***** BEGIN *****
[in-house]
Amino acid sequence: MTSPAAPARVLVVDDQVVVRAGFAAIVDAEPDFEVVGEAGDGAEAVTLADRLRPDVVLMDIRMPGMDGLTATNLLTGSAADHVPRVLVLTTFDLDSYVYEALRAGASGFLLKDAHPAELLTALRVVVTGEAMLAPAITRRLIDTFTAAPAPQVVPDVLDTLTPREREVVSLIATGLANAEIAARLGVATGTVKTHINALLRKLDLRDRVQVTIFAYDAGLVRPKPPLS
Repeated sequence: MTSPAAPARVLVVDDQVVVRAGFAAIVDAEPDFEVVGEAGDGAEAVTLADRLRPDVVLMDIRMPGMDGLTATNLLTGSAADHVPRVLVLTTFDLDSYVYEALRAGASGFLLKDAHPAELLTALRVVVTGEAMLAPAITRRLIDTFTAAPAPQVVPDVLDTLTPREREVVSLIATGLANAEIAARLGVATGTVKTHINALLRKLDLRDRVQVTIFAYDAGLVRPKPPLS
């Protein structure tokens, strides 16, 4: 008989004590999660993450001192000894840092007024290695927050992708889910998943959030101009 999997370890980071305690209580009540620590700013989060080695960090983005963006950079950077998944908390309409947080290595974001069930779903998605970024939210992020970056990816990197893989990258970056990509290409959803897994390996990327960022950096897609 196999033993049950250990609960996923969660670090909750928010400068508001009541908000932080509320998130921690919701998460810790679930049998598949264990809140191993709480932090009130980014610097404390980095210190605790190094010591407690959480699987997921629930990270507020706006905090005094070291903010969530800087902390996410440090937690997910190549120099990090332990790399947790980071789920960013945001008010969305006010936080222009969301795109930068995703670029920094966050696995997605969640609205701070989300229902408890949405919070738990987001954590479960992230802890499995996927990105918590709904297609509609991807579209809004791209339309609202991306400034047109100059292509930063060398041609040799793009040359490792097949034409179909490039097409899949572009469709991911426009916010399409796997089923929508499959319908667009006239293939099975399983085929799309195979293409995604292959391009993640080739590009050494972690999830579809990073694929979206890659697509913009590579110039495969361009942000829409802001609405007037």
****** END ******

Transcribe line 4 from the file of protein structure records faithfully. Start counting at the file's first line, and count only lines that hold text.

């Protein structure tokens, strides 16, 4: 008989004590999660993450001192000894840092007024290695927050992708889910998943959030101009 999997370890980071305690209580009540620590700013989060080695960090983005963006950079950077998944908390309409947080290595974001069930779903998605970024939210992020970056990816990197893989990258970056990509290409959803897994390996990327960022950096897609 196999033993049950250990609960996923969660670090909750928010400068508001009541908000932080509320998130921690919701998460810790679930049998598949264990809140191993709480932090009130980014610097404390980095210190605790190094010591407690959480699987997921629930990270507020706006905090005094070291903010969530800087902390996410440090937690997910190549120099990090332990790399947790980071789920960013945001008010969305006010936080222009969301795109930068995703670029920094966050696995997605969640609205701070989300229902408890949405919070738990987001954590479960992230802890499995996927990105918590709904297609509609991807579209809004791209339309609202991306400034047109100059292509930063060398041609040799793009040359490792097949034409179909490039097409899949572009469709991911426009916010399409796997089923929508499959319908667009006239293939099975399983085929799309195979293409995604292959391009993640080739590009050494972690999830579809990073694929979206890659697509913009590579110039495969361009942000829409802001609405007037």